Out of stock
Geneva based reissue label We Release Jazz have put their hand to the seminal Japanese Jazz-Fusion album Cat by Hiroshi Suzuki (Japanese Trombonist extraordinaire), a half-speed mastered 180g clear audiophile release of which the sound quality has been widely acclaimed, truly paying homage to the album’s Japanese roots with the unironic inclusion of an obi strip.
Initially released in 1975, the album was initially overlooked up until recently, where it has been commanding fatuously high prices on discogs (recent sales have been upward of £1,000!)
Cat was recorded in October 1975 at Nippon Columbia Studio, while Hiroshi Suzuki was visiting his home country of Japan after moving to Las Vegas in 1971 to play with Buddy Rich. Back on his old stomping grounds, the man known as Neko (Cat) reunited with his dear friends for an two day session . Clearly, the chemistry was still intact and his skills and style had flourished under Rich’s tutelage. Cat showcases a powerhouse of Japanese jazz musicians includingHiromasa Suzuki on keyboard, Kunimitsu Inaba and Takeru Muraoka on basses and Akira Ishikawa on skins.
The album is reflective broadly of the development of Jazz in the seventies, electric instrumentation and new, sophisticated recording techniques—particularly in Japan during this period—that give the recorded music a futuristic, crisp and clean feel. Ethereal, silvery Fender Rhodes bounce off against clunking, taught upright basslines, the interplay between the precision tightness of the drums and Suzuki’s superfluous ‘bone playing is marked; it is an shining example of Japanese Jazz-Funk-Fusion throughout.
Shrimp Dance is a languid groover, a sweltering, tropical cut overlaid with an extended trombone solo from Suzuki, sounding as though he is playing through a mute. The range that he gets from his instrument is quite bewildering, a great example of his extraordinary breath work and dexterity as a player, hitting high frequencies and low, moody and airy progressions with total fluidity—a master of his craft adapting to the musicians around him in his truest sense as a serious Jazz player. Kuro to Shiro is a swinging, undulating Jazz-Dance cut with an interesting modal bass solo half-way through breaking up play and enhancing the abstract aesthetic of the music, stunting the proceedings and then instigating them with renewed intent.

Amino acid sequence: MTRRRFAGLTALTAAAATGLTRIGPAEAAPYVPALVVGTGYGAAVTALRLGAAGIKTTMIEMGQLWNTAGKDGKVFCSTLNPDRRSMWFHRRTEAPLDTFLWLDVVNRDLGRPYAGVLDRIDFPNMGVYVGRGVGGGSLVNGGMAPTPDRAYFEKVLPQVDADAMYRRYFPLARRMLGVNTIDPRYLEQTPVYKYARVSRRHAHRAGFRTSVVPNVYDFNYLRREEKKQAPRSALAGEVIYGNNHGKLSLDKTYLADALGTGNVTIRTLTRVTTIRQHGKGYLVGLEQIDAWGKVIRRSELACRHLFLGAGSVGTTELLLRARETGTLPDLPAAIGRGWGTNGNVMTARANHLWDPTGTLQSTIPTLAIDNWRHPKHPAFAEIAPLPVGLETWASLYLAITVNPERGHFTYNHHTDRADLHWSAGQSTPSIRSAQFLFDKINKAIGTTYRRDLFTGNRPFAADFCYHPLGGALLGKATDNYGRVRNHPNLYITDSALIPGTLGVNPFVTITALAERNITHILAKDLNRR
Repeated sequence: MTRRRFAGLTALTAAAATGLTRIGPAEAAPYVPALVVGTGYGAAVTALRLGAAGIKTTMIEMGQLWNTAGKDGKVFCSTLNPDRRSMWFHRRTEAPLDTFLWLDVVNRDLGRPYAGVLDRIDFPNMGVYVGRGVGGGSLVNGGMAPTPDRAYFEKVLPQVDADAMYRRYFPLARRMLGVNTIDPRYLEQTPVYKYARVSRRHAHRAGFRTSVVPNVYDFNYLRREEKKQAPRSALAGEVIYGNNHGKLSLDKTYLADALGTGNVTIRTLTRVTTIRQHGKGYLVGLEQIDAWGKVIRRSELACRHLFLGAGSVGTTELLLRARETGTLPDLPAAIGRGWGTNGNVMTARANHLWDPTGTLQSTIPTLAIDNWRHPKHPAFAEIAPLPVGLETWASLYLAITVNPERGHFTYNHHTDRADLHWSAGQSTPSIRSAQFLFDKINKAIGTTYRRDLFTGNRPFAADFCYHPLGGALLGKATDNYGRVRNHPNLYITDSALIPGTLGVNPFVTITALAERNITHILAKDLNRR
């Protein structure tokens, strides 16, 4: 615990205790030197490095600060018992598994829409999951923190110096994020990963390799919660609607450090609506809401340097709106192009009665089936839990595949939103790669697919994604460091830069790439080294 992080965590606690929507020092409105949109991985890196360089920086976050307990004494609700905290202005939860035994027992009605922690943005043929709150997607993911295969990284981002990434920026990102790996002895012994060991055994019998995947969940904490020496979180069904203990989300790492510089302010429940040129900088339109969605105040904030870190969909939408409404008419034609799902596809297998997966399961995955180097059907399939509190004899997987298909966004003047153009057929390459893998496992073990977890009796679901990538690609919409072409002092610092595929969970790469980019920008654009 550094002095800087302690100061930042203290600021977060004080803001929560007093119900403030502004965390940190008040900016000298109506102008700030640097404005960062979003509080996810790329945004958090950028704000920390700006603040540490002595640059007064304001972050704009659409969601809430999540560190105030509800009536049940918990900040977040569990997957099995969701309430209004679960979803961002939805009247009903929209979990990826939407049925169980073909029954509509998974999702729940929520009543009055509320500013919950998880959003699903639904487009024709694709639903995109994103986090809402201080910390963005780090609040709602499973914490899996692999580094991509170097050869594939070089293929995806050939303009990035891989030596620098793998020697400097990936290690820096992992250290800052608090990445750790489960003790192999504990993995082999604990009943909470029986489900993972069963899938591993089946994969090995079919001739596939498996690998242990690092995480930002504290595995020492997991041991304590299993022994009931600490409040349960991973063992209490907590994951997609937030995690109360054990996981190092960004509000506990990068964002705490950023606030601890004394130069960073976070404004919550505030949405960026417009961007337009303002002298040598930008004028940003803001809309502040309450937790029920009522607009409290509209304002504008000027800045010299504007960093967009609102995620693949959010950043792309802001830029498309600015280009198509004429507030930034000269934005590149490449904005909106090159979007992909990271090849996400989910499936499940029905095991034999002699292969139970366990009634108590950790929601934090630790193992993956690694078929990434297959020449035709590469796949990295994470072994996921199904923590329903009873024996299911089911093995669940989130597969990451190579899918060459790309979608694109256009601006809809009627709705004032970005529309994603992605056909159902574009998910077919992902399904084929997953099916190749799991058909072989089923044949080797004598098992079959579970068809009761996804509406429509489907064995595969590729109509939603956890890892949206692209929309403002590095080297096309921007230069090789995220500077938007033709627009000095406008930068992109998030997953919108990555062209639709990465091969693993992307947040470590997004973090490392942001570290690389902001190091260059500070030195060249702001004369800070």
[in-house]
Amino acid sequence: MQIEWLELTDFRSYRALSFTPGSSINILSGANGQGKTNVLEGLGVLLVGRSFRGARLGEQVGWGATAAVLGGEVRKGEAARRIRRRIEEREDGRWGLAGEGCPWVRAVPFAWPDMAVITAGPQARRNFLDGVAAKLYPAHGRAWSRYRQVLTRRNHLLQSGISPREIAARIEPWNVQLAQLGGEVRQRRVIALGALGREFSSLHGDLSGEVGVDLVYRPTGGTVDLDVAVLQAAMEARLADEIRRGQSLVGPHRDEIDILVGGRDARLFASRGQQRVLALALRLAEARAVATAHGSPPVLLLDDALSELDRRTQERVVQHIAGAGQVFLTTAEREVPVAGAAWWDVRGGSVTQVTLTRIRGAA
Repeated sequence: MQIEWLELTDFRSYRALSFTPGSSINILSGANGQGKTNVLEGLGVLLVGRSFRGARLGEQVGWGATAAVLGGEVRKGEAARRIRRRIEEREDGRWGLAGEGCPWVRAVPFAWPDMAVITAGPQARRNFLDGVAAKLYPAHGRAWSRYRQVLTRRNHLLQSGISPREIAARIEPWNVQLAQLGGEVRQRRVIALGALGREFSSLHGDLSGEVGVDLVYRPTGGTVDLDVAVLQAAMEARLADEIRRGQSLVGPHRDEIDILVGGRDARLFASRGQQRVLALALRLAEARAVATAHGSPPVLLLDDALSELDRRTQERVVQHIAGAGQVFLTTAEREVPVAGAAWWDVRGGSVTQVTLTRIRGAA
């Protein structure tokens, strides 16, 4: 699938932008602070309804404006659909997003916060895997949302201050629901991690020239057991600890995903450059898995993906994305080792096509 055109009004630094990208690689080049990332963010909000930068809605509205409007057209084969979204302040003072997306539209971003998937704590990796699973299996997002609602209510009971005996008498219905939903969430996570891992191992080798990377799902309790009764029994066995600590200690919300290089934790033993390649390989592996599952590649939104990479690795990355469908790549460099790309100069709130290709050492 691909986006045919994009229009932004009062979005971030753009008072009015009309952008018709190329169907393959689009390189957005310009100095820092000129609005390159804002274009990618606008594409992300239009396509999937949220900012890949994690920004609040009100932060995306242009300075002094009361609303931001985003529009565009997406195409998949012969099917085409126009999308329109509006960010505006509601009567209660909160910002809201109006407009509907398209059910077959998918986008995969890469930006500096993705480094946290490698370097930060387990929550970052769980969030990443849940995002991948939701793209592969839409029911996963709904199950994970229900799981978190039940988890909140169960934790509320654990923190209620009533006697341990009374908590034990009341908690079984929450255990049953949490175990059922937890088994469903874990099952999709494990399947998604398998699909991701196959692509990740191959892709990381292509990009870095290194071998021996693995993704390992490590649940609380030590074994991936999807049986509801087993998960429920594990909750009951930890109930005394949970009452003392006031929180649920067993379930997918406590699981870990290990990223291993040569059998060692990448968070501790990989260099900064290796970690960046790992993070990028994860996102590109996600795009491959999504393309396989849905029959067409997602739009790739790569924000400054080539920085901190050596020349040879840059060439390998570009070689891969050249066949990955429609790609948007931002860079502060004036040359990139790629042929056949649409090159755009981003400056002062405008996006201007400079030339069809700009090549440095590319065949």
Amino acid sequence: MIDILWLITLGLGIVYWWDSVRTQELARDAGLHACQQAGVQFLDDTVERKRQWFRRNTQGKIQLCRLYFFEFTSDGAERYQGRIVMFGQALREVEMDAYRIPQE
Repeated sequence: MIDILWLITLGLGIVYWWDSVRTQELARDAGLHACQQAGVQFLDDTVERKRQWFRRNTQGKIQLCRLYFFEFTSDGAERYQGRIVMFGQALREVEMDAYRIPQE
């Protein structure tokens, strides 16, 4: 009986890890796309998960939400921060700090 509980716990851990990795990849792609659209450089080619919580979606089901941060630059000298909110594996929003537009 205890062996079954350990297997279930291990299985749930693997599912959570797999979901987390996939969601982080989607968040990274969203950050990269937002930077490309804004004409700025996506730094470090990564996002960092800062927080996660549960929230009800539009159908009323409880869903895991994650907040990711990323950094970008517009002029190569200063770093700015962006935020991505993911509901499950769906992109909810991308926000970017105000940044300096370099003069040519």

Walk Tall is a cover of the Cannonball Adderley track, a funkier interpretation with mellow, slinking electric piano work intercepting the groove between jazzed out and spacious drumming, a colder-than-cold headbopper with Suzuki’s fiery brass raising the sonic temperatures. The albums title track, Cat, languishes like an outstretched feline basking in the midday sun, a sly glint emerging from his eye as he licks a speck of cream from his whiskers while reclining recalcitrant on a windowledge… A low tempo number that oozes with funk and a Fat Albert-esque lethargy. Romance is the pick of the bunch, free real-estate for producers—who have sampled this particular song manifold—rocking between mid-tempo grooves and mellow, etherial tones, scintillating electric piano work cascading throughout a la Hancock / Moulin, soprano saxophone gliding throughout the top end of the track and the incorporation of an electric bass in this instance tipping the scales more towards the Fusion side of Jazz.
Available in extremely limited quantity on CD and LP – one of those reissues that needs to be snapped up before it begins to fetch silly money on cogs, as it undoubtedly will. Heed a fair warning and grab yourself a copy before they dissappear.